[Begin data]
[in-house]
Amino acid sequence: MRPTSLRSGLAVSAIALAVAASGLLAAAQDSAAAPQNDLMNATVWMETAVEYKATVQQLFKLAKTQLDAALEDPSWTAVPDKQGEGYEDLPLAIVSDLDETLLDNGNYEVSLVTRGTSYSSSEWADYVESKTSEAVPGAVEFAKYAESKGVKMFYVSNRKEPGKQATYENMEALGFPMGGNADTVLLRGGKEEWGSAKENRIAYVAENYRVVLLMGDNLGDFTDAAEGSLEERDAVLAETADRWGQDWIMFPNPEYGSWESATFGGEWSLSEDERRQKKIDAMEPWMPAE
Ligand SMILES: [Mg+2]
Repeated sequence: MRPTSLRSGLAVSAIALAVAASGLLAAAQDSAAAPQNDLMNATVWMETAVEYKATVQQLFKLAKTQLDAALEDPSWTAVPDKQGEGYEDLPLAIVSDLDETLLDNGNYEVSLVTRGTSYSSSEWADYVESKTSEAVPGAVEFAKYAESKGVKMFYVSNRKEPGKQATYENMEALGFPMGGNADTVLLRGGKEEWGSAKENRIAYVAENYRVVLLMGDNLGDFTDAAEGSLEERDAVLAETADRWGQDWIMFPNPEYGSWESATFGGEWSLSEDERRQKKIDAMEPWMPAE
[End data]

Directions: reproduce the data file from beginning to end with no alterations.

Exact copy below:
[in-house]
Amino acid sequence: MRPTSLRSGLAVSAIALAVAASGLLAAAQDSAAAPQNDLMNATVWMETAVEYKATVQQLFKLAKTQLDAALEDPSWTAVPDKQGEGYEDLPLAIVSDLDETLLDNGNYEVSLVTRGTSYSSSEWADYVESKTSEAVPGAVEFAKYAESKGVKMFYVSNRKEPGKQATYENMEALGFPMGGNADTVLLRGGKEEWGSAKENRIAYVAENYRVVLLMGDNLGDFTDAAEGSLEERDAVLAETADRWGQDWIMFPNPEYGSWESATFGGEWSLSEDERRQKKIDAMEPWMPAE
Ligand SMILES: [Mg+2]
Repeated sequence: MRPTSLRSGLAVSAIALAVAASGLLAAAQDSAAAPQNDLMNATVWMETAVEYKATVQQLFKLAKTQLDAALEDPSWTAVPDKQGEGYEDLPLAIVSDLDETLLDNGNYEVSLVTRGTSYSSSEWADYVESKTSEAVPGAVEFAKYAESKGVKMFYVSNRKEPGKQATYENMEALGFPMGGNADTVLLRGGKEEWGSAKENRIAYVAENYRVVLLMGDNLGDFTDAAEGSLEERDAVLAETADRWGQDWIMFPNPEYGSWESATFGGEWSLSEDERRQKKIDAMEPWMPAE